Sadanad Dhume, Did France do the right thing by banning the so-called burkini, a baggy head-to-toe wetsuit that reveals only a woman’s face, from about 30 beaches across the Riviera?
On Friday a French court struck down the ban at one beach, but the broader argument around it will continue to rage. Opponents decry the ban as a hideous human rights violation that has no place in a country that prides itself on its democratic values. Ban supporters welcome it as a sign that the French are finally standing up to a culture of Islamic extremism in their midst.
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There is another way to look at the controversy, especially for those of us not directly affected by who wears what on a distant shore. The burkini ban may be ham-handed and extreme, but the underlying problem it flags is all too real. The quest to enshroud women is a cornerstone of Islamism, the ideology that seeks to order all of life by the tenets of orthodox Islam. The French are wise to recognise this, even if they are foolish to fight it with this ban.
By now almost anyone who has heard of a burkini would likely have heard the case against the ban. It violates a basic tenet of individual liberty — a person’s right to decide for herself what to wear. It will further constrict the lives of Muslim women already oppressed by community norms. It gives the Islamic State and other terrorist groups an easy propaganda victory. They can say, “look, even the French don’t let women dress as they please.”
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The idea of a law that effectively forces women to reveal skin in order to enjoy the beach makes many Indians especially uncomfortable.
Where will the withering gaze of Western modernity turn its attention next? What if they decree that sarees and salwar kameezes don’t respect “good morals and secularism”?
Not surprisingly, arguments in favour of the ban tend to be bluntly put. As a democracy, France has every right to expect immigrants to respect its cultural norms in public spaces. Just as you wouldn’t dream of wearing a bikini on a Saudi Arabian or Iranian beach, you shouldn’t disrespect local custom by wearing a burkini in France.
Moreover, the argument goes, the French deserve to be cut a little slack considering the sheer horror inflicted upon them by Islamic extremists. In January 2015, terrorists murdered 12 people at the satirical weekly Charlie Hebdo. Ten months later they killed another 130 people in the Paris attacks.
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Last month, two 19-year-olds of Algerian ancestry slit a Catholic priest’s throat in a church in Normandy. Barely two weeks earlier, a Tunisian immigrant, claimed as a “soldier” by the Islamic State, used a cargo truck to mow down 84 people out celebrating Bastille Day. The dead included ten children.
At such a fraught time, can you really blame the average French person for not eagerly welcoming an obtrusive advertisement for Islamic norms — at some level the same norms that many terrorists claim to champion — at the beach?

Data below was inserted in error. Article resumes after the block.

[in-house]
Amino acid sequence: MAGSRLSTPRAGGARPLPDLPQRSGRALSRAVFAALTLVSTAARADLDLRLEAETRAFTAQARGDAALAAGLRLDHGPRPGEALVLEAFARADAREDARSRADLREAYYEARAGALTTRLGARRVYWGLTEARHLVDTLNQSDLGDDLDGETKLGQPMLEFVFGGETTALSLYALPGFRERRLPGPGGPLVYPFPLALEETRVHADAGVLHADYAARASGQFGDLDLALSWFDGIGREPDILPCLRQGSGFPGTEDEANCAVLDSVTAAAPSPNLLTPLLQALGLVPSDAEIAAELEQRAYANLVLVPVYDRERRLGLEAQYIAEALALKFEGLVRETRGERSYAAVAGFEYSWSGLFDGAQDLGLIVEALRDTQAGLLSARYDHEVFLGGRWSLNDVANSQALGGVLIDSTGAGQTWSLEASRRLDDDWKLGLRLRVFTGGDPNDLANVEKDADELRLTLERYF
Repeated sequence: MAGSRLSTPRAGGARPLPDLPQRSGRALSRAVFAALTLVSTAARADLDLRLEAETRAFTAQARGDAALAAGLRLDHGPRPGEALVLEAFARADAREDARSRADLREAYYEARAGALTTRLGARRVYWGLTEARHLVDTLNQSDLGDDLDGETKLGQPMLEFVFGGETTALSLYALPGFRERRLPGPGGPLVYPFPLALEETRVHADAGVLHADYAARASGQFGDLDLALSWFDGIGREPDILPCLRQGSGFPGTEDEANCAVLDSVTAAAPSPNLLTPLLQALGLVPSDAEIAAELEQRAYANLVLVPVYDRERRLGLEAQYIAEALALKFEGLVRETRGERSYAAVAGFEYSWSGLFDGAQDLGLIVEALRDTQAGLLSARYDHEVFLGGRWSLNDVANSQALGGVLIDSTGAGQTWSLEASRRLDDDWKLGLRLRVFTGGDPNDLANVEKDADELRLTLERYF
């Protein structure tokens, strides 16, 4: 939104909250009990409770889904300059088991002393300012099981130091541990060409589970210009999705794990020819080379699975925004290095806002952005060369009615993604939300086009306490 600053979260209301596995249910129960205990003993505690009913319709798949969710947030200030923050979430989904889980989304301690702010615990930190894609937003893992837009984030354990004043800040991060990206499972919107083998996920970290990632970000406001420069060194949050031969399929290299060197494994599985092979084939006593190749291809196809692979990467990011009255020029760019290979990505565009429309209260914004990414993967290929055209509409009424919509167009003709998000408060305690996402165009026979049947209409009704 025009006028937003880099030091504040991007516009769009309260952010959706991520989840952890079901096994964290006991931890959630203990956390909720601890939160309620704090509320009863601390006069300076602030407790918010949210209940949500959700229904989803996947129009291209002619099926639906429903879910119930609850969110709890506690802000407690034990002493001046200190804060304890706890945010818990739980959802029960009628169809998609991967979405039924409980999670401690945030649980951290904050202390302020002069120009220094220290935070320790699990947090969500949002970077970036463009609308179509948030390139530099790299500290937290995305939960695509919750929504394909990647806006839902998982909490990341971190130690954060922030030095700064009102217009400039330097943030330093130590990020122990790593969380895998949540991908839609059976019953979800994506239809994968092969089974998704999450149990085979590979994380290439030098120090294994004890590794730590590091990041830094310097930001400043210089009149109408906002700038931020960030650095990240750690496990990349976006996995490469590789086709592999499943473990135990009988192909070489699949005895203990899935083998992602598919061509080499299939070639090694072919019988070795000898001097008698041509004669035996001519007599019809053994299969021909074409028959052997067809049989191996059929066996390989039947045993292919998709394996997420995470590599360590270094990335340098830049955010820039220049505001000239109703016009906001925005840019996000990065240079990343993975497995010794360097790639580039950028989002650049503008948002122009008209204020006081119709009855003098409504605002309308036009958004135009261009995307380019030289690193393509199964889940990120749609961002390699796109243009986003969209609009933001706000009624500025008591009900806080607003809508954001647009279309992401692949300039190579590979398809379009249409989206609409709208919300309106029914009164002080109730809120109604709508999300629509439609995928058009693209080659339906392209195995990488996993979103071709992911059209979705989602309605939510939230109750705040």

Moreover, the French response to the burkini is embedded in an historical context alien to many of its loudest critics in Britain and America. In Catholic France, secularists clawed authority away from a powerful clergy by imposing a particularly stringent form of separation between church and state known as laïcité. Against this backdrop, the European Court of Human Rights has ruled that French laws banning face-covering garments such as the niqab in public do not violate religious freedom.
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Indeed, the question of women’s clothing and Islamism is far more complex than many liberal critics of the burkini ban acknowledge. As the London-based Egyptian commentator Nervana Mahmoud has argued, the burkini is problematic for two reasons: It symbolises a perception in the Islamic world that women who cover up are superior to those who do not. And for many Islamists it is merely one step on the ladder toward complete segregation of the sexes.
As Mahmoud puts it, “the more women give in and cover up, the more the advocates of regression will raise the stakes higher.”
To its credit, France has grasped this complexity — that the burkini is not merely a piece of swimwear, but also a symbol of a regressive political project. Nonetheless, this particular ban appears lazily concocted and ultimately counterproductive.
Safety concerns can justify outlawing the all-encompassing burqa and face-covering niqab from public places. A narrowly tailored ban on ostentatious displays of religiosity in French state schools applies equally to headscarves, large crosses, Jewish yarmulkes and Sikh turbans.
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Nobody in their right mind can argue that a burkini makes a great hiding place for an AK-47. And on the face of it the burkini ban appears narrowly aimed at pious Muslims rather than equally at all flagrant displays of faith.
More importantly, neither the West, nor pluralistic democracies more broadly, will defeat Islamism by mimicking it. Ultimately, freedom of choice is as powerful an idea as the Islamist vision of implementing god’s law on Earth. Victory for the democratic world lies not in banishing burkinis from France, but in a future where women everywhere can choose without fear or coercion to wear a bikini, a burkini or anything else.
Sadanand Dhume is a resident fellow at the American Enterprise Institute in Washington, DC